MEXICO CITY — The first of Mexico's presidential debates opened Sunday night with rivals concentrating their fire on front-runner Andres Manuel Lopez Obrador, who defended the idea of an amnesty to fight drug violence and revived his famous campaign slogan from 2006, "For the good of all, the poor come first."
The leftist candidate defended his proposals to "speak with everybody" to solve Mexico's crime problem. He said he would even invite the pope to discuss how to carry out such a dialogue.
The other candidates harshly criticized the amnesty proposal. Third-place candidate Jose Antonio Meade said the proposal put Lopez Obrador "on the side of the criminals."
But all of the candidates conceded that Mexico's anti-crime and law enforcement policies have been a failure.
Even Meade, who is running for the governing Institutional Revolutionary Party, the PRI, and who served in several Cabinet posts in the current administration, acknowledged the weakness of police. "Above all, we don't investigate," he said.
Several candidates proposed creating an FBI-style federal investigation agency to make up for the fact that drug cartels operate freely in many parts of Mexico.
Since his failed presidential bids in 2006 and 2012, Lopez Obrador has sought to move to the middle and hadn't much mentioned the "poor come first" slogan of the 2006 campaign until Sunday. He later hedged it a bit, saying that if he is elected, his government "would represent the rich and the poor."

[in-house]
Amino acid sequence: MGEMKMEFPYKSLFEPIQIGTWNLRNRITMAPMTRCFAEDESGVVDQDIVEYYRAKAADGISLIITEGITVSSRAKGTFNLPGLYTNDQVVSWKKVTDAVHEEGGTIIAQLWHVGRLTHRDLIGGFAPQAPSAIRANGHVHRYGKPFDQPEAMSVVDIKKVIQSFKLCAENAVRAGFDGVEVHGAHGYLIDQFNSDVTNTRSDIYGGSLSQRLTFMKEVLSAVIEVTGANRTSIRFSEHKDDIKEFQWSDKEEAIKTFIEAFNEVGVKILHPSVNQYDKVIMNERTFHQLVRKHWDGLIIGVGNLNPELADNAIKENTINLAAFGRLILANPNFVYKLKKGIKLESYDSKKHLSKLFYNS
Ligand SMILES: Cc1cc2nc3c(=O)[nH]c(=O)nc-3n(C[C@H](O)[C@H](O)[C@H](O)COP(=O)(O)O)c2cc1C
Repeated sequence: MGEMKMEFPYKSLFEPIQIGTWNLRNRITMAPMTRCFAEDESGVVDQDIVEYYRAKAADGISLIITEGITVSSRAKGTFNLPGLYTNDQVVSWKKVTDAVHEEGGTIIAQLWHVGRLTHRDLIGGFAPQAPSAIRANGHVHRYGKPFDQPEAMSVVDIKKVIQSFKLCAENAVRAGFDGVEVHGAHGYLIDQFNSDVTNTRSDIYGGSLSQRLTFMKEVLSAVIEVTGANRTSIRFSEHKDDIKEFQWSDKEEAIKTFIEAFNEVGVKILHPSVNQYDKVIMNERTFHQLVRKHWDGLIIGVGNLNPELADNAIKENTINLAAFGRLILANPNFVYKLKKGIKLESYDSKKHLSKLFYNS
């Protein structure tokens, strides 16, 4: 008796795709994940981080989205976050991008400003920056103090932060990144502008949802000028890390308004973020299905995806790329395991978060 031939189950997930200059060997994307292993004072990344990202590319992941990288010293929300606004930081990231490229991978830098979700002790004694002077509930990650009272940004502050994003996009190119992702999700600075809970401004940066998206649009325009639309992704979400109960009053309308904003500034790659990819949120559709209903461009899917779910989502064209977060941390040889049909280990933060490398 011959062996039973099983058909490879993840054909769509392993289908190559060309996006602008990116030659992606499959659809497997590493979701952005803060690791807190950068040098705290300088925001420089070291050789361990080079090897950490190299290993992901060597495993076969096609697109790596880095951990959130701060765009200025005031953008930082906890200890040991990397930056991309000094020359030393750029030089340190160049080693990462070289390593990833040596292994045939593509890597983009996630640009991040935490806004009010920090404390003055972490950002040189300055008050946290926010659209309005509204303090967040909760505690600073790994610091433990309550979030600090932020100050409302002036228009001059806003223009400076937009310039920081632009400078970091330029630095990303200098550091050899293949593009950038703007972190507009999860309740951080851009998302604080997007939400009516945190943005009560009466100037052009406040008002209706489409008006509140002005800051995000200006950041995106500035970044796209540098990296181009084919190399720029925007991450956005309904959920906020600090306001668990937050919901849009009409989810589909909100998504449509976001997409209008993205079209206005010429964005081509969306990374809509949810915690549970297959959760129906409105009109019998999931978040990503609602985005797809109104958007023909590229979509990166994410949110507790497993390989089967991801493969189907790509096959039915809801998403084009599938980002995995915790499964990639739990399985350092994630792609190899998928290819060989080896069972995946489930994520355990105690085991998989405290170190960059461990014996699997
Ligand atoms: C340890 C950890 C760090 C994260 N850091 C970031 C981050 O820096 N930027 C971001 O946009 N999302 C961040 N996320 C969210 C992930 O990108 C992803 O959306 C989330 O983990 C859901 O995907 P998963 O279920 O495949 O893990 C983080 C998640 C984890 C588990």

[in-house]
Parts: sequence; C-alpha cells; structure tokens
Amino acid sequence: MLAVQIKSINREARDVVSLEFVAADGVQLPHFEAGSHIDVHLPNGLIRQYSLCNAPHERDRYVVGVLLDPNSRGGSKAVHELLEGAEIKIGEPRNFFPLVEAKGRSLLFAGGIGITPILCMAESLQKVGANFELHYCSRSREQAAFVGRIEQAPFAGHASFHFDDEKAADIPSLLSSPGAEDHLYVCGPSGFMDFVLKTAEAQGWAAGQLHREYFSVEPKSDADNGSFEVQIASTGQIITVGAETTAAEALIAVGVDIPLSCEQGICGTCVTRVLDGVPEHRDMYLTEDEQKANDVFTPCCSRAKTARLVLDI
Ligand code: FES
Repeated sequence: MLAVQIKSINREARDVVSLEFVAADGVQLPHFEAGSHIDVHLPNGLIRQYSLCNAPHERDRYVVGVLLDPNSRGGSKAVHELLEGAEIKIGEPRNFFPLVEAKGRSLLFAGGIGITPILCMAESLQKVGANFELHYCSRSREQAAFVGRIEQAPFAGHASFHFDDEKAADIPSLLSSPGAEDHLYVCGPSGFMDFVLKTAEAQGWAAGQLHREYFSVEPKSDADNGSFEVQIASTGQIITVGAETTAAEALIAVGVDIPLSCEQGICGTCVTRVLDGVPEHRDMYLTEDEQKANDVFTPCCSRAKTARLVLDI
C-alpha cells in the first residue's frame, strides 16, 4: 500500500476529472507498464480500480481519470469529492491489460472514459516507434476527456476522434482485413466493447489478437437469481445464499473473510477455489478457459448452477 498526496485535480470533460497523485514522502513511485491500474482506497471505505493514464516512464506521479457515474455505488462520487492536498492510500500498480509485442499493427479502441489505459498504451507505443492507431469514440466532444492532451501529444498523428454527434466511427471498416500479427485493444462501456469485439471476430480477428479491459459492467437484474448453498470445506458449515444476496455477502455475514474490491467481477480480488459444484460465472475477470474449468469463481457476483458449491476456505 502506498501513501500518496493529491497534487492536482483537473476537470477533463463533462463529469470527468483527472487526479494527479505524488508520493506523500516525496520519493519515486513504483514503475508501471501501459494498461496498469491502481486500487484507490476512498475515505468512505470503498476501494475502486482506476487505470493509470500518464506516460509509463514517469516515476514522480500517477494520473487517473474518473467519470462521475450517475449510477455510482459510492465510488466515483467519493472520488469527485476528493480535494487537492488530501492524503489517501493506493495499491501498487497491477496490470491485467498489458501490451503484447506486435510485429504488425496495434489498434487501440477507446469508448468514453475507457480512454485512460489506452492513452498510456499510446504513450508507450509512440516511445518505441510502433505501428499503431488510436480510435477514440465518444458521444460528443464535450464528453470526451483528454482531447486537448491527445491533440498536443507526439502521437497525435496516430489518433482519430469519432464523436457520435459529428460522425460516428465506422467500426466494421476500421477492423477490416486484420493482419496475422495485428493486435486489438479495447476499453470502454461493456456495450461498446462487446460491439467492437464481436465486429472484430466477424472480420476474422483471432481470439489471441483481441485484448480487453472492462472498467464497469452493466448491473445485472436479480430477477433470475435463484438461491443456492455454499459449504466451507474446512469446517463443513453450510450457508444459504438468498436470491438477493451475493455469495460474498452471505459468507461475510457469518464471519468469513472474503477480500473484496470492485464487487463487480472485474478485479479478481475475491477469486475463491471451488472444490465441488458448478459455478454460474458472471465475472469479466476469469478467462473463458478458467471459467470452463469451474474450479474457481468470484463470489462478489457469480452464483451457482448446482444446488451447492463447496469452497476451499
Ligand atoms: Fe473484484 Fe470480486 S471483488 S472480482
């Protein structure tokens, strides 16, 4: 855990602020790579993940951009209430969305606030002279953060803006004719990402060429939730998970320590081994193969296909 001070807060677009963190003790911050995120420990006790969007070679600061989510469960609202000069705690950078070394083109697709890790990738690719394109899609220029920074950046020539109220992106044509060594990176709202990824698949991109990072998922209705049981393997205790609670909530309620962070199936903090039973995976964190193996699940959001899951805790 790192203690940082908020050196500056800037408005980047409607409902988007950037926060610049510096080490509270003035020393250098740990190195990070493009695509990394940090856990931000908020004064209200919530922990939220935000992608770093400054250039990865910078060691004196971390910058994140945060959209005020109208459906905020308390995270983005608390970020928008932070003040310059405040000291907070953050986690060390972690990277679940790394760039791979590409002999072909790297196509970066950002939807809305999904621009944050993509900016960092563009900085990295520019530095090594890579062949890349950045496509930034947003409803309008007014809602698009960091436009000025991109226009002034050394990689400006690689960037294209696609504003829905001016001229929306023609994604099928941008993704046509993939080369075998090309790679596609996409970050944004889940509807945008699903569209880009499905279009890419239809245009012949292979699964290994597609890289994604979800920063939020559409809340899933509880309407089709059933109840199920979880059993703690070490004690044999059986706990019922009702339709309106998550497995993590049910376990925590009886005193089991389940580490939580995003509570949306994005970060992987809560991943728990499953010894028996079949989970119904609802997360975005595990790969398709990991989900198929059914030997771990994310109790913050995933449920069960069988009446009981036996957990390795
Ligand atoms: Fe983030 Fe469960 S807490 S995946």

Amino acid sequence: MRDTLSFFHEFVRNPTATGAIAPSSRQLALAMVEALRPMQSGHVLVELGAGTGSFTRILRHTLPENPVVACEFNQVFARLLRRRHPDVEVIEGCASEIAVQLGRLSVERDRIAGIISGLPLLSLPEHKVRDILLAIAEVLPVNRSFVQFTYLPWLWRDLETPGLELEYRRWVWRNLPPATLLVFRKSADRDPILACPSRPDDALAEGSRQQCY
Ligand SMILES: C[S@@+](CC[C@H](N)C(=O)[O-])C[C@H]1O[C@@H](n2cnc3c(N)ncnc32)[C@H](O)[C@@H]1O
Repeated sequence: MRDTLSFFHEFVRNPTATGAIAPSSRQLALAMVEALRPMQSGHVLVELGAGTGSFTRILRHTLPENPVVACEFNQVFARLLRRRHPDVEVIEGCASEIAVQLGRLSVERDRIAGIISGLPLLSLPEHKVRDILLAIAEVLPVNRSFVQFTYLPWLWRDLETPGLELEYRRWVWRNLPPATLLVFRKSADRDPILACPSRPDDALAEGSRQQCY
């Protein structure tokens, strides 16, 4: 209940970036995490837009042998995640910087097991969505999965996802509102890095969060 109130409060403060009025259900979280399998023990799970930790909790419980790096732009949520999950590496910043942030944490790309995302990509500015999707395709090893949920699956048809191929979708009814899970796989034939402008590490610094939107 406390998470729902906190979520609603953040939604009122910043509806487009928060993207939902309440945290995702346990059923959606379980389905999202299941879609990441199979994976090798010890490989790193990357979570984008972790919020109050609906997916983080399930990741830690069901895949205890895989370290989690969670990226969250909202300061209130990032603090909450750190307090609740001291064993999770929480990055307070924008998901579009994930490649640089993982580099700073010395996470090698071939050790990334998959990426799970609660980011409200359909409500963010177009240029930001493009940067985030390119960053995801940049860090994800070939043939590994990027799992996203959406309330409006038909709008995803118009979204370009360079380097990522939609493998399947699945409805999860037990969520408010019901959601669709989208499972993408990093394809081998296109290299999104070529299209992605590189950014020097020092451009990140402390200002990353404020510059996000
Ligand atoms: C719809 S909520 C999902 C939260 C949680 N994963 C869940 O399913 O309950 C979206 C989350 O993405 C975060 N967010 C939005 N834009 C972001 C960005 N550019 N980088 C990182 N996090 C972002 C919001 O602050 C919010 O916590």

In 2006, Lopez Obrador also held a significant lead early in the race, and conservative sectors sought to link him to another leftist — then President Hugo Chavez of Venezuela, whose socialist policies are blamed by many for the economic implosion that is wracking that country.
Ricardo Anaya, the former head of the conservative National Action Party, again sought to play the Venezuela card Sunday, saying Lopez Obrador's proposal to hold recall votes was similar to tactics used by Venezuela's ruling socialists to hold on to power.
Known in the past for his extremely slow and often rambling speech, Lopez Obrador on Sunday was focused and appeared better prepared. He had little problem distinguishing himself from the other four candidates, because they all often turned to attack him.
Lopez Obrador has held a lead of as much as 20 points in some opinion polls on the July 1 elections.
"This isn't just another election," Lopez Obrador said. "This is to truly change things in this country."
Lopez Obrador became overconfident in 2006, skipped a debate and eventually lost by a tiny margin, and that the danger appeared to hover over him Sunday. At one point he said: "Here is the latest poll and, not to brag, but with all humility, 48 percent. Something terrible would have to happen" for him not to win.
Foreign policy was absent from the first debate, though it will be on the agenda for debates in May and June, but independent candidate and former first lady Margarita Zavala still got in a swipe at U.S. President Donald Trump.
"The focus of my government will be to defend Mexicans, to defend you, from the corrupt ones, from the criminals, defend you from Trump," Zavala said.
The debate was also marked by a couple of bizarre proposals.
Independent candidate Jaime Rodriguez, the swaggering governor of the northern state of Nuevo Leon, proposed cutting off the hands of politicians who steal public funds.
And, he said, "Mexico would be great ... if the president answered WhatsApp messages."
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